Dear Yom Hazikaron,

It’s me Rosh Chodesh Av. It’s been a long time since I last saw you, but just today, I was thinking of you, and really want to reach out to you to share with you an experience that I’m in the middle of.

These days, as you probably know, the Israeli army is fighting a fierce battle with Hamas. Day after day, the soldiers, officers, pilots, and sailors of the army – as well as their families who care so much about them – are doing everything within their might to destroy our enemy and to safeguard Jewish life in Israel. Thank God, the war seems successful so far.

We’ve already lost 54 lives on our side, but if things continue as they have, those lives will have been sacrificed for tremendous good. We already know that these lives – and the lives of the three boys who were murdered 30 days ago – have undone a Hamas plan to massacre Israelis in Southern Israel on Rosh Hashana. And, I pray that the continued success of the army will help save many more lives by crippling our enemies and their homicidal capabilities.

But, truth be told, the military side of this war is not as big a deal as something else that is going on. For the first time in decades, we are seeing the true return of the Israeli consensus. Nearly 90% of Israelis are in favor of continued fighting. Almost 100% have expressed satisfaction with what has been done so far. And more than anything, we see the divides between the secular, the dati, and the haredi being put aside in unified support and unified sorrow for both our fighting soldiers and for those, and their families, that have already fallen. In Yerushalayim alone, 10 boys have now been buried at Har Herzl. Max Steinberg, a completely secular Jew from Los Angeles, was accompanied to his resting place by 30,000 brothers and sisters. Sean Carmelli in Haifa, another lone soldier, had 20,000. At Max’s levayah, there were visible presences of all walks of Israeli life. From what I heard, some yeshivot attended en masse, standing side by side on Har Herzl with Jews of every background and affiliation. The mayor poignantly observed that Max – an American – was buried side by side with other Jews who’d fallen this week, members of families that had immigrated from Ethiopia, Russia, and Morocco.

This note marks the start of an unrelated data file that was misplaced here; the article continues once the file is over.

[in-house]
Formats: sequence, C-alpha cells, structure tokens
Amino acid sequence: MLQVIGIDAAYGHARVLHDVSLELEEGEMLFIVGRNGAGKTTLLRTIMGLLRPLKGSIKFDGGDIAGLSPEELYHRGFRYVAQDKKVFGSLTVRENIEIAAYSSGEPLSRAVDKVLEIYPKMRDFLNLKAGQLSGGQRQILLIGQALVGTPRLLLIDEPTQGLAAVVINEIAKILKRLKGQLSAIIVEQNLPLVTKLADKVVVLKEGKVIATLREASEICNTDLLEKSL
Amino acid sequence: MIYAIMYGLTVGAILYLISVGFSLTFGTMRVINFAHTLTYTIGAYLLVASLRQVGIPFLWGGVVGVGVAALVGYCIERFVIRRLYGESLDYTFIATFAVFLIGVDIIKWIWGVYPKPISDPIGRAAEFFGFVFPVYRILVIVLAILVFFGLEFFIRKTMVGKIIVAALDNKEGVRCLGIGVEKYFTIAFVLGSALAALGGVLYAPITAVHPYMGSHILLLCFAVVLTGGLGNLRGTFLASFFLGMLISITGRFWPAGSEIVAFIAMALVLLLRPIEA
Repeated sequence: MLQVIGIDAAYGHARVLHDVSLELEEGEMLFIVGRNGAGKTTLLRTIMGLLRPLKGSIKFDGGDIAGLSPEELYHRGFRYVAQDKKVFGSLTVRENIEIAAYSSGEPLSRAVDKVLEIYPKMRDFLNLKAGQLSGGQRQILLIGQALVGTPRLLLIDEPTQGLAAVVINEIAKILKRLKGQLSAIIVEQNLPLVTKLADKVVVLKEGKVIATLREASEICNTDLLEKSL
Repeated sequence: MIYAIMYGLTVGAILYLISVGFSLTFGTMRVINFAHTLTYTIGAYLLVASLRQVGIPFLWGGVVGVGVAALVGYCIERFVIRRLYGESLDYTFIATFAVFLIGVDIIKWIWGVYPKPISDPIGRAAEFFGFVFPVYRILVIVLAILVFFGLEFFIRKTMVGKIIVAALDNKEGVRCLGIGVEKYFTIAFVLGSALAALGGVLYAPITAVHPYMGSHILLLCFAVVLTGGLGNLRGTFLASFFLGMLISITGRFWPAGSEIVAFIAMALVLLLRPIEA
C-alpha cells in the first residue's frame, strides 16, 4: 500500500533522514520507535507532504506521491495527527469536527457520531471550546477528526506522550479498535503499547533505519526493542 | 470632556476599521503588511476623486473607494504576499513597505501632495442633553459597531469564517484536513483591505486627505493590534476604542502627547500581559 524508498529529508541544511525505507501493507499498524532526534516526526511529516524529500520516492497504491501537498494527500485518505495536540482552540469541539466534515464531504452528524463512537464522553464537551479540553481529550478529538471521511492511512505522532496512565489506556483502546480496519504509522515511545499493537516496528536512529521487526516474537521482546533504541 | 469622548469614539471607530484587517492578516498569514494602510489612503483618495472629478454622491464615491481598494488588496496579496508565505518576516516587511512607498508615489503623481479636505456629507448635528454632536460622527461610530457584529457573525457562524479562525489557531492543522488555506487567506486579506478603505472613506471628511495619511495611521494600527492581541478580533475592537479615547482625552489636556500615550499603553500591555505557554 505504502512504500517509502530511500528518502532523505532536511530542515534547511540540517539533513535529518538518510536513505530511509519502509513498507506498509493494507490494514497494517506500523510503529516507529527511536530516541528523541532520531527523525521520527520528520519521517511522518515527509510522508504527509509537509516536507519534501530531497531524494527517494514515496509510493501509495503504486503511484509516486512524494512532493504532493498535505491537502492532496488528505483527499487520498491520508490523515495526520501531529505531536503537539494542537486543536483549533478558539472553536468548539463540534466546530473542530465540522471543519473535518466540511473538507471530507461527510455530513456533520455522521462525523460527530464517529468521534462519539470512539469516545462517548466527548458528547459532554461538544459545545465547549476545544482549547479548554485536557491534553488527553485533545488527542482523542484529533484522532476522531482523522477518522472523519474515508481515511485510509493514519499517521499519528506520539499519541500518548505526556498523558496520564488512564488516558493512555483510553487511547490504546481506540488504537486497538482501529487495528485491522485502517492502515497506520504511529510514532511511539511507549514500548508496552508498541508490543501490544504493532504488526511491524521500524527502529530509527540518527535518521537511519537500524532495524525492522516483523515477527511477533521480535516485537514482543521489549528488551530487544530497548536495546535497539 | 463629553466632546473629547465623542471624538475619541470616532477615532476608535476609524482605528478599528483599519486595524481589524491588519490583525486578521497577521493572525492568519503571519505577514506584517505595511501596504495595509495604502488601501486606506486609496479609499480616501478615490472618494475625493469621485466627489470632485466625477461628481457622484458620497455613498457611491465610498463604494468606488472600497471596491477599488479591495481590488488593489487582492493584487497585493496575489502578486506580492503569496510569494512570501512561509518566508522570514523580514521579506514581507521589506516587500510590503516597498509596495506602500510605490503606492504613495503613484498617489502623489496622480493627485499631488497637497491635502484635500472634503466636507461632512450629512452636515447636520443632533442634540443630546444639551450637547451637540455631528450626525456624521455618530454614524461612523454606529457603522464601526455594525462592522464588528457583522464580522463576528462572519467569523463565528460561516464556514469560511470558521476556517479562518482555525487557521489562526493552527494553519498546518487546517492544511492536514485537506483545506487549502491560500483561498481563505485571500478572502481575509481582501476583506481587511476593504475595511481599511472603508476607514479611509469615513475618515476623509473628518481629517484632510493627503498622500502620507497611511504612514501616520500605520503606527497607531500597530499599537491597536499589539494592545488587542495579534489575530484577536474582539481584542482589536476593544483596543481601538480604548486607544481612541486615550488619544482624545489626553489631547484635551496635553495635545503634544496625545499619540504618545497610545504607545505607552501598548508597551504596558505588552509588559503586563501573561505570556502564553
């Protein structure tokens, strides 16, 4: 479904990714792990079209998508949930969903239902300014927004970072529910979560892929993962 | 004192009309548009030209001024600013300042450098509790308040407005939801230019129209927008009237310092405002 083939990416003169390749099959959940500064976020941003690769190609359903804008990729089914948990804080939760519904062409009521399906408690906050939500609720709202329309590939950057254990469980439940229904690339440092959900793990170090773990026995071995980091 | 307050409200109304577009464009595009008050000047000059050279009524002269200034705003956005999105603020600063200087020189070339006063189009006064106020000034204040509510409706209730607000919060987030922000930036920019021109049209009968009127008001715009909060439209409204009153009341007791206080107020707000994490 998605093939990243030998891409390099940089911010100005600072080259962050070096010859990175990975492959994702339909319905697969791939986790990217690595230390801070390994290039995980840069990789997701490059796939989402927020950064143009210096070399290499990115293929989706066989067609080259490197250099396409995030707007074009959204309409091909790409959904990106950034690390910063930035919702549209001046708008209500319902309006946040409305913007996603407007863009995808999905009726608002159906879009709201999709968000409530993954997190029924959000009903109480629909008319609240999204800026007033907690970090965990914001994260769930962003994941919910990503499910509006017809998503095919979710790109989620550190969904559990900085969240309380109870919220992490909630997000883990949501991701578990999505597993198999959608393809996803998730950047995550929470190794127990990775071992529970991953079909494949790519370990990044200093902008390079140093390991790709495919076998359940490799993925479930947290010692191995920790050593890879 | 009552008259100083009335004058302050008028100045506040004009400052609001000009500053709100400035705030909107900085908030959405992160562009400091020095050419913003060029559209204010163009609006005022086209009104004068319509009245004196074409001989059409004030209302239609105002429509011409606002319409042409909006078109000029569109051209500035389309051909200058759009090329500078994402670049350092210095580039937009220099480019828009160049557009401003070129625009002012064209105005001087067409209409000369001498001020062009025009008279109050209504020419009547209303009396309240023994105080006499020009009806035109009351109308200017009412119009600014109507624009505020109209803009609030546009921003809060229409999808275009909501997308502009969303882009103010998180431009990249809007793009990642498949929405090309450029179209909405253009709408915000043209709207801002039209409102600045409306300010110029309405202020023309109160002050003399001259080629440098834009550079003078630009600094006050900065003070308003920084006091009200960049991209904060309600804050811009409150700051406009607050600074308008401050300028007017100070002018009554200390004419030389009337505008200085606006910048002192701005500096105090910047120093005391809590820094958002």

At the less celebrated funerals (there were three just today), black hats also dotted the crowd. In yeshivot and in shtieblach across the land, prayers and Tehillim are heard. In centers of haredi life, words of appreciation and acts of chesed are extended to soldiers and families. No one seems to care about who goes and who doesn’t go to the army. Haredim and all of their brothers (blood is thicker than water, after all) are together in longing and in mourning. The basic Jewish values of concern and appreciation are everywhere. For me, this is so encouraging. Because, I come around just once a year, and each year, I’m looking for the elusive camaraderie that can undo my month’s 1944 years of mourning.

So, my friend, Yom Hazikaron, I know that somehow people think you’re complicated. But, I have never really understood that. It’s OK with me if some people stand for the siren and others don’t. It’s OK with me if some people visit military cemeteries and other people don’t. But, I really do hope that this year you’ll experience the concern, gratitude, and peace that I’m feeling right now. You deserve it!

All my love from afar,

Rosh Chodesh Av



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